Rather, sin and sickness go together in this way. They are alien, foreign to our bodies. Disease and death is not what God intended for his creation and his creatures. In this life, our colds, sniffles, and diseases remind us that there is something wrong in our bodies, in the world, in the cosmic order of things. And that’s what Jesus came to set right.
In the Scriptures, sickness is a picture of Sin. Sin is a spiritual sickness, a systemic virus, which has invaded our humanity. And no matter how hard we try, we can’t shake it. Sin is a disorder of God’s order that has corrupted everything. The Great Physician gives us the diagnoses. We are our own affliction. We are our own disease. There ain’t no drug that can make us well. Sin is fatal. And the only cure is Jesus’ healing Word. The cure is Jesus’ death and resurrection for you. The cure is in your death and resurrection in Jesus through Baptism.
 “Those who are well have no need of a physician, but those who are sick. I did not come to call the righteous, but sinners, to repentance.”
Jesus miracles were important because they pointed to the most important thing he came to do. To proclaim good news to Peter’s mother-in-law, to the crowds gathered at her doorstep and throughout Galilee…and to you today.
For the Son of Man did not come to be served, but to serve, and to give His life a ransom for many.”
The healing and casting out of demons showed that Jesus’ word carries God’s authority. The miracles were not an end in themselves, but signs, directing us to Jesus’ healing Word.
The same Jesus who demonstrated his power over sickness and Satan also died to overcome death, his death and yours. The same Jesus who healed many, also brings you healing word of authority: go your way, your sins are forgiven. The same Jesus who went throughout Galilee preaching the Gospel also went to Jerusalem, to perform the Gospel and give his life for you.
The God who does not grow weary or faint received help from Simon of Cyrene as he carried the weight of our sin and death on his shoulders. The Great Physician of body and soul is afflicted with the sickness of sin in order to save you. The Doctor becomes the disease in order to cure you of your deadly disease.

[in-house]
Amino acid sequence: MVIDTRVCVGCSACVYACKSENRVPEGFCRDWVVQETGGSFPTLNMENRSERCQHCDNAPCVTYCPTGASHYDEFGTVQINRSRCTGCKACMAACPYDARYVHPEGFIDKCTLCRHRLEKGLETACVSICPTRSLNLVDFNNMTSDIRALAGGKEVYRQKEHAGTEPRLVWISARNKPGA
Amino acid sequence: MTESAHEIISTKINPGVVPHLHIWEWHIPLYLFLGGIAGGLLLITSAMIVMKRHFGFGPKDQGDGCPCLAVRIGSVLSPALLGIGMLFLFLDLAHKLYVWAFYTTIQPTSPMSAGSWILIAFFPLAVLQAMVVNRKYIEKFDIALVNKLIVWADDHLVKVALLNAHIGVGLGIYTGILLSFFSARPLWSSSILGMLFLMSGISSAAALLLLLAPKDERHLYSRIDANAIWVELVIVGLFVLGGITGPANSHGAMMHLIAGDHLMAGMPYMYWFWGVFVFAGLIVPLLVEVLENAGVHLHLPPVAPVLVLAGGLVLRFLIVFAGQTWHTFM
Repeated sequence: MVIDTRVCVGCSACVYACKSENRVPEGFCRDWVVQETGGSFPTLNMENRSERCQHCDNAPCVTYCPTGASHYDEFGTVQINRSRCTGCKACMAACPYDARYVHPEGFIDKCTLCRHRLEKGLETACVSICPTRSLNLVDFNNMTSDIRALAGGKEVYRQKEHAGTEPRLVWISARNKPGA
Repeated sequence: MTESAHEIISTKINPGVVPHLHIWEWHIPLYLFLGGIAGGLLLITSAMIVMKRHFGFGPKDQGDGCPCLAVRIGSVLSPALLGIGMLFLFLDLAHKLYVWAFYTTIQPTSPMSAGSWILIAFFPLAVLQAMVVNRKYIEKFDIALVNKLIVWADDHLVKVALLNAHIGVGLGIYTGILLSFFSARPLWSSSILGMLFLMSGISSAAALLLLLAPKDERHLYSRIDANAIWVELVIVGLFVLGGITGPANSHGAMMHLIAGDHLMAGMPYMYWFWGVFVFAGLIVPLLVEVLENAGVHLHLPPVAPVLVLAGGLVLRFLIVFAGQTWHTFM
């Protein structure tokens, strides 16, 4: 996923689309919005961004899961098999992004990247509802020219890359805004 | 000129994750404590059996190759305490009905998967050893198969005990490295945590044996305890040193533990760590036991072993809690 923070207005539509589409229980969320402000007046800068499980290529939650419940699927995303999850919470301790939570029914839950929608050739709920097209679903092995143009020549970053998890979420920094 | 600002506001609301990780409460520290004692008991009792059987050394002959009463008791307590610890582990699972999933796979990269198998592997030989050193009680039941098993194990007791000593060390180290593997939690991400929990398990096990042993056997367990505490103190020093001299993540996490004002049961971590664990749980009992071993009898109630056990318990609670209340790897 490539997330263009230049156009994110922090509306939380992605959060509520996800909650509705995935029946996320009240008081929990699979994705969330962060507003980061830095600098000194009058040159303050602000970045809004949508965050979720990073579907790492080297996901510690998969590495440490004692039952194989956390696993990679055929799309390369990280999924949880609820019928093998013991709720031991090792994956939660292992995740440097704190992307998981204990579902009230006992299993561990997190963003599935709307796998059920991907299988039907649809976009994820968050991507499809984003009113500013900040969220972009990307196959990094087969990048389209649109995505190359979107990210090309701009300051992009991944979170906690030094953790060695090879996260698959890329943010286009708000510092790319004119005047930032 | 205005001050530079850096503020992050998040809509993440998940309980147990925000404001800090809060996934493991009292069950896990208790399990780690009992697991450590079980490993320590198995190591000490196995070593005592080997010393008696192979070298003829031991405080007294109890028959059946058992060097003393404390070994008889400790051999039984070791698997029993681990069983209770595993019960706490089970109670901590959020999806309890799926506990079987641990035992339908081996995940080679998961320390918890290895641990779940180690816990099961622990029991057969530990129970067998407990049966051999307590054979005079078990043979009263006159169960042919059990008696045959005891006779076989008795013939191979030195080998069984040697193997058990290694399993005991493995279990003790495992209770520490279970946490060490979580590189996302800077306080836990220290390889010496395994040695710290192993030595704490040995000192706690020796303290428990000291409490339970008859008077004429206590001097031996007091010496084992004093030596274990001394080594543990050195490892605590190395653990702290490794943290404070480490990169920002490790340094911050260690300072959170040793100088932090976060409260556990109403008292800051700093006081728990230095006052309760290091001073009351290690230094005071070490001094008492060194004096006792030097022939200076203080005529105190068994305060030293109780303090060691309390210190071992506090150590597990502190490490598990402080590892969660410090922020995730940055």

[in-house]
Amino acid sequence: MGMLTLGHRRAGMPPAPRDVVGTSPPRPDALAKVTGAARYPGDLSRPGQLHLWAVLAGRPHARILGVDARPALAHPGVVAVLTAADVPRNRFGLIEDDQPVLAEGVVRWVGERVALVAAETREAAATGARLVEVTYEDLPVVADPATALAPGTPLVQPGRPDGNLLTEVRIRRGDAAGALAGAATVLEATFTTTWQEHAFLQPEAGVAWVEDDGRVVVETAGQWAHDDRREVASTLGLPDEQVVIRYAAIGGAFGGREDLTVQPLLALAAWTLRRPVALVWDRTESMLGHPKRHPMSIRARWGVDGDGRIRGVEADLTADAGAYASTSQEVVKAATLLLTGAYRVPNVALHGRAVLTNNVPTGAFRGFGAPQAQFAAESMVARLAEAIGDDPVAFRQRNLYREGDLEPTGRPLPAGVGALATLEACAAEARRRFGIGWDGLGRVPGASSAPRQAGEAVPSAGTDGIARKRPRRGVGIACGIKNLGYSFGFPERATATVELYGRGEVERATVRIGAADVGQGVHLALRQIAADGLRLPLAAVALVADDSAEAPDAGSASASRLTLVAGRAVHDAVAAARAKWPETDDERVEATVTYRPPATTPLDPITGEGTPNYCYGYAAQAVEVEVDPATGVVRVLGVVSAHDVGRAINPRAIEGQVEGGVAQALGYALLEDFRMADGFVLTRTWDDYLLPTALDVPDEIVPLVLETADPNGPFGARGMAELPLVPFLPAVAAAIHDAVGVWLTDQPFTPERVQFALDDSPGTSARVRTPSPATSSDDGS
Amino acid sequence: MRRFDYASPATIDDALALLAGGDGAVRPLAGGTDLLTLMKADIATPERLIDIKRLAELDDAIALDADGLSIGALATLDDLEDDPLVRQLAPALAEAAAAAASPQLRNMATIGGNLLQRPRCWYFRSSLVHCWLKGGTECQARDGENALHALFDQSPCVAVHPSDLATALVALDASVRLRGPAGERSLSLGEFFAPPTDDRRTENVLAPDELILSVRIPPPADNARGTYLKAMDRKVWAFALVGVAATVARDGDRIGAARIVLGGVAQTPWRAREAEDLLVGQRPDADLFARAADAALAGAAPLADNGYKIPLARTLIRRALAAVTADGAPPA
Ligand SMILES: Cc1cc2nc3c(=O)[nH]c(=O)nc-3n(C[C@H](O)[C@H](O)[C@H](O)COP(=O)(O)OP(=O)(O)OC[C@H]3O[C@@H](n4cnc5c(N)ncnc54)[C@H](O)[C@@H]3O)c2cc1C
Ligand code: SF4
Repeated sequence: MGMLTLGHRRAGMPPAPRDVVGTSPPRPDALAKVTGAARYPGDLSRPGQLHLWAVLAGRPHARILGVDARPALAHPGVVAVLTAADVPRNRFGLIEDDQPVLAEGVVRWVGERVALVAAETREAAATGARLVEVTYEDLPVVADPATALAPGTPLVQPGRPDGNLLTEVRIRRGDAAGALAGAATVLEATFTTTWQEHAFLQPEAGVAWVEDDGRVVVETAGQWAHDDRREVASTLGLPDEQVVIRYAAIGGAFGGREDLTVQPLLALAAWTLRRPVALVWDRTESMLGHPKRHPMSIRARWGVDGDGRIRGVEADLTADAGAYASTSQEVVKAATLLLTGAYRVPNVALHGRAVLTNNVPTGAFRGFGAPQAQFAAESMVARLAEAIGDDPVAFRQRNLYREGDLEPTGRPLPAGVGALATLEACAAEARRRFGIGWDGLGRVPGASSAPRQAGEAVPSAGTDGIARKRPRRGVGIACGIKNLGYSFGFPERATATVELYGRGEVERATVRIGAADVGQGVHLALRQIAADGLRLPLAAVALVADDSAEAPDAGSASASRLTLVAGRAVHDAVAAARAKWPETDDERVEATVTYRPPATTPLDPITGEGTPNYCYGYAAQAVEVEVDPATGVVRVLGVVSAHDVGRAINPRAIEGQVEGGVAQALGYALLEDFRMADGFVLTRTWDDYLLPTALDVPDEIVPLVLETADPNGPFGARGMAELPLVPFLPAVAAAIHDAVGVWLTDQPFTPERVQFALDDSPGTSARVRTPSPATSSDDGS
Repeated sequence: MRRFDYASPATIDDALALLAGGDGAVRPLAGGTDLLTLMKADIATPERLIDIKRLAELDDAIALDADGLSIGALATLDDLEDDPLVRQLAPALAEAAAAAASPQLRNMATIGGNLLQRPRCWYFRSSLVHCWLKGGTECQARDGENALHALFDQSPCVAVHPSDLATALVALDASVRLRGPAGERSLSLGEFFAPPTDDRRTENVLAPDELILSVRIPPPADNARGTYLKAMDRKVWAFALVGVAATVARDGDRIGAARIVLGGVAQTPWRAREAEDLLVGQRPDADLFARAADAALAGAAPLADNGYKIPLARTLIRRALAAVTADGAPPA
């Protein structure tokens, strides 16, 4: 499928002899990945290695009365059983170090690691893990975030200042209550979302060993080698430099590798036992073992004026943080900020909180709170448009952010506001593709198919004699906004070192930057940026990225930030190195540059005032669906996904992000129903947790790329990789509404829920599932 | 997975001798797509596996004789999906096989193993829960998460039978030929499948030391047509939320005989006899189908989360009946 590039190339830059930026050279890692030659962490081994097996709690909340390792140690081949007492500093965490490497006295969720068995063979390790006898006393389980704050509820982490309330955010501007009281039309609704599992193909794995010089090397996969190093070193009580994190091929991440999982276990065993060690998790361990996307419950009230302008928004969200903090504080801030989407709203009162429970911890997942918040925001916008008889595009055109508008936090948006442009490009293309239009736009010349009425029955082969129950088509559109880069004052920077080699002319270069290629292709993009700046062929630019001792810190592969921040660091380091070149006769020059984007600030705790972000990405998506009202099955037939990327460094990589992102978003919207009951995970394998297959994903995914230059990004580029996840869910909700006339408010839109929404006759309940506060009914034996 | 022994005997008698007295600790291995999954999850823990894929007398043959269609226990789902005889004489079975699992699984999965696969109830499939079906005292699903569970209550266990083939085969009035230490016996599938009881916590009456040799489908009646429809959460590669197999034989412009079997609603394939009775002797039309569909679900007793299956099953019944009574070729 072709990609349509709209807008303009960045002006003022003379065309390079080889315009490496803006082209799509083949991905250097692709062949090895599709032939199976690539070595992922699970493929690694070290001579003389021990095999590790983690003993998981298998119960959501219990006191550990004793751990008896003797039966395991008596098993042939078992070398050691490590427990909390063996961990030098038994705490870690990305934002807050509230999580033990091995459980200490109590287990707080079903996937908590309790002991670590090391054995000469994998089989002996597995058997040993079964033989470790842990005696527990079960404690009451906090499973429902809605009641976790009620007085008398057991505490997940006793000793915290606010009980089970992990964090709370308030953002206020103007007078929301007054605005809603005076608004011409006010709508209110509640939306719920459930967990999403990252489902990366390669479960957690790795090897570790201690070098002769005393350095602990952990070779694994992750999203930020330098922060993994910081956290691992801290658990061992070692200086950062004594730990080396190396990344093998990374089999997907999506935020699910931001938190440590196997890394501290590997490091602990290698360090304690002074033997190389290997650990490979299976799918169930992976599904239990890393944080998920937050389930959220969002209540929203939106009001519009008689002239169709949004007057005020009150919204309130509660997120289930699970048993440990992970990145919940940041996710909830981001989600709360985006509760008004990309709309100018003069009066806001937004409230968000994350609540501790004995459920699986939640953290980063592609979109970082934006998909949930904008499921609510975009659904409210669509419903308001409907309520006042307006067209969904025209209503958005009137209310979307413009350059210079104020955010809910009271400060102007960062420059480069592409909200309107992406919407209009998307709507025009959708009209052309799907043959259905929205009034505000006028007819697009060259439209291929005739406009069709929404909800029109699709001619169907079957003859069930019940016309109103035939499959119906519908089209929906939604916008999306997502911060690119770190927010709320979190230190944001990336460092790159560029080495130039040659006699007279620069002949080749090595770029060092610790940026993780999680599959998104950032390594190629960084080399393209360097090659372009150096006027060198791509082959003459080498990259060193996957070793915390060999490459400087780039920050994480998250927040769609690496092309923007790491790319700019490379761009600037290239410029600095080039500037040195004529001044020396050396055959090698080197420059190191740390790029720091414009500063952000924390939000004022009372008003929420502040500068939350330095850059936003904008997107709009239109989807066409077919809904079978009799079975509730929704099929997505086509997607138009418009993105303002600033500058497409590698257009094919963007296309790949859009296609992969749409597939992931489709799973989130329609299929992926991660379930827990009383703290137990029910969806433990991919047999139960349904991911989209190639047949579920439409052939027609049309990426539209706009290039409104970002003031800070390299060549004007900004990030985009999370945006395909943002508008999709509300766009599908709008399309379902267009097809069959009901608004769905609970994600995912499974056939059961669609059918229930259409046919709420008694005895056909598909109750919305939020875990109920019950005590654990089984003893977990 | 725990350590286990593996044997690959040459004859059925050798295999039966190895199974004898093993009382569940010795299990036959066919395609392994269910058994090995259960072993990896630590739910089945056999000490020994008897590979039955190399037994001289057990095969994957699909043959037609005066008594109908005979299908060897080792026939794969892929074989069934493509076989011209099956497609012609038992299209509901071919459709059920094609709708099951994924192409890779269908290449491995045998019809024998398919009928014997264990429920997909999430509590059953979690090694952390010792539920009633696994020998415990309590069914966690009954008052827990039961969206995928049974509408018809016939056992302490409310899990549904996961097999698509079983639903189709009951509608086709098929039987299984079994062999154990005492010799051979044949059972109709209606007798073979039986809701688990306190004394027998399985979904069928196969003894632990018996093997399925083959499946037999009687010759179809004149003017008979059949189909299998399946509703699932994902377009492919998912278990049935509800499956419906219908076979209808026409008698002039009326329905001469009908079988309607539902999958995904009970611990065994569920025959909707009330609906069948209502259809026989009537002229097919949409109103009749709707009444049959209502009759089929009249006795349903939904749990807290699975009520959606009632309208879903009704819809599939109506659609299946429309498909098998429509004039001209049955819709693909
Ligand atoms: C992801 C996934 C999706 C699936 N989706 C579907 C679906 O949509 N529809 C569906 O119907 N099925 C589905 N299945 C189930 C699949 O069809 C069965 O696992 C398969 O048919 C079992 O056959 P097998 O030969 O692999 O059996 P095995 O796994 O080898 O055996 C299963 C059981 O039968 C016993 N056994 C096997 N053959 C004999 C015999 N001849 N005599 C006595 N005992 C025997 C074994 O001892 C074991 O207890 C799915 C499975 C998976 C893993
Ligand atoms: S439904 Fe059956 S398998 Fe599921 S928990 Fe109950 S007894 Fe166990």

Surely He has borne our griefs
And carried our sorrows;
Yet we esteemed Him stricken,
Smitten by God, and afflicted.
But He was wounded for our transgressions,
He was bruised for our iniquities;
The chastisement for our peace was upon Him,
And by His stripes we are healed.
Jesus continues to heal and forgive you in holy absolution. Jesus’ Word in Baptism cleanses you from all iniquity. Jesus gives you the greatest antidote of all time, his holy body and blood given and shed for you for the forgiveness of your sins. Take, eat; take, drink…your medicine of immortality.
The healing of Peter’s mother-in-law is also a reminder to us that you will be healed. And every prayer for healing – in body and soul – finds its yes and Amen in Jesus’ healing word. Though we may not be healed from a particular illness in this life…and certainly not from dying…you will be healed, lifted up, raised from the dead.
they who wait for the Lord shall renew their strength;
    they shall mount up with wings like eagles;
they shall run and not be weary;
    they shall walk and not faint.
And the fever left her, and she began to serve them.
She was healed. She offered her sacrifice of thanksgiving through service. It’s the same for us. Jesus heals us by his Word. Jesus restores us to life. Jesus forgives our sin-sick hearts and prepares us to serve. To speak Jesus’ healing Word to others: Jesus crucified for you. Jesus risen for you. Jesus in his healing word for you. Jesus in baptism for you. Jesus in the Supper for you.
You don’t need any super-hero powers. The cure you need is right here for you in Jesus’ healing word.
In the Name of the Father and of the + Son and of the Holy Spirit. Amen.

Thursday, February 5, 2015

Sundays are for the Walking Dead

There are several reasons why I nerd out when it comes to AMC’s The Walking Dead. I’ve enjoyed reading the graphic novels and following the story threads woven between the books and television version. I’ve equally enjoyed the television series with its plot twists, character additions and development, and after show Talking Dead. I’ve also appreciated the ethical and philosophical struggles that arise during the course of the books and the show, both externally as a reader and viewer, and internally with the characters as they live in the post-apocalyptic world of The Walking Dead. But most of all I enjoy The Walking Dead because it is a well-told story riddled with religion (even specifically Christian at times), sometimes explicitly so, and yet, at other times a bit more underground. But it’s always present and always insightful whenever it happens in the story.

Take for instance the minor fact that the church bus the group used in the first season, surprisingly came from a Lutheran church. That it wasn’t a Southern Baptist passenger van is itself a small miracle.

More significantly, however, Hershel Greene quickly comes to mind. He is frequently seen reading and heard quoting Scripture, often with profound things to say both for the viewer and to his fellow characters within the story.

Scripture was also prominently featured on a hymn board of the wall in a small country church in the most recent season. On that hymn board were the citations for a number of key bible verses dealing with death and resurrection; but that's another post for another day.